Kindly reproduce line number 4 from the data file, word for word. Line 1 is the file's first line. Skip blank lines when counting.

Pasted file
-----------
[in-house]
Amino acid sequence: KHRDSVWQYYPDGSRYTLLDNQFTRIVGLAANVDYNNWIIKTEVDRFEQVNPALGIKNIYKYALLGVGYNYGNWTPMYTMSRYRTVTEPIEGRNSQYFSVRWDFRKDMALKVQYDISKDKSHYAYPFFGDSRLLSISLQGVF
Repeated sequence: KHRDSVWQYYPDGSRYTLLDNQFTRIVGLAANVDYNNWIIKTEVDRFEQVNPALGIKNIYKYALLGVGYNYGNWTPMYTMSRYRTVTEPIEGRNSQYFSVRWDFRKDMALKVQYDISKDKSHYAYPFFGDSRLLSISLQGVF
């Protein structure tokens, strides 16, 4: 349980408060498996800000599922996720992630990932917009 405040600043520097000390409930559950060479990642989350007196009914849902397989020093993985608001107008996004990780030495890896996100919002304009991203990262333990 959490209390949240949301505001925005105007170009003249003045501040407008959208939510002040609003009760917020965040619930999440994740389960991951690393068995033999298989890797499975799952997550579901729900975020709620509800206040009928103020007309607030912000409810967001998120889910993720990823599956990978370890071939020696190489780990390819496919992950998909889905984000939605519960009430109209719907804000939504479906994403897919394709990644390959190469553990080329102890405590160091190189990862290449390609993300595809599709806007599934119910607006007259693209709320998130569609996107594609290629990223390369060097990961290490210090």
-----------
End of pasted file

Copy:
């Protein structure tokens, strides 16, 4: 349980408060498996800000599922996720992630990932917009 405040600043520097000390409930559950060479990642989350007196009914849902397989020093993985608001107008996004990780030495890896996100919002304009991203990262333990 959490209390949240949301505001925005105007170009003249003045501040407008959208939510002040609003009760917020965040619930999440994740389960991951690393068995033999298989890797499975799952997550579901729900975020709620509800206040009928103020007309607030912000409810967001998120889910993720990823599956990978370890071939020696190489780990390819496919992950998909889905984000939605519960009430109209719907804000939504479906994403897919394709990644390959190469553990080329102890405590160091190189990862290449390609993300595809599709806007599934119910607006007259693209709320998130569609996107594609290629990223390369060097990961290490210090």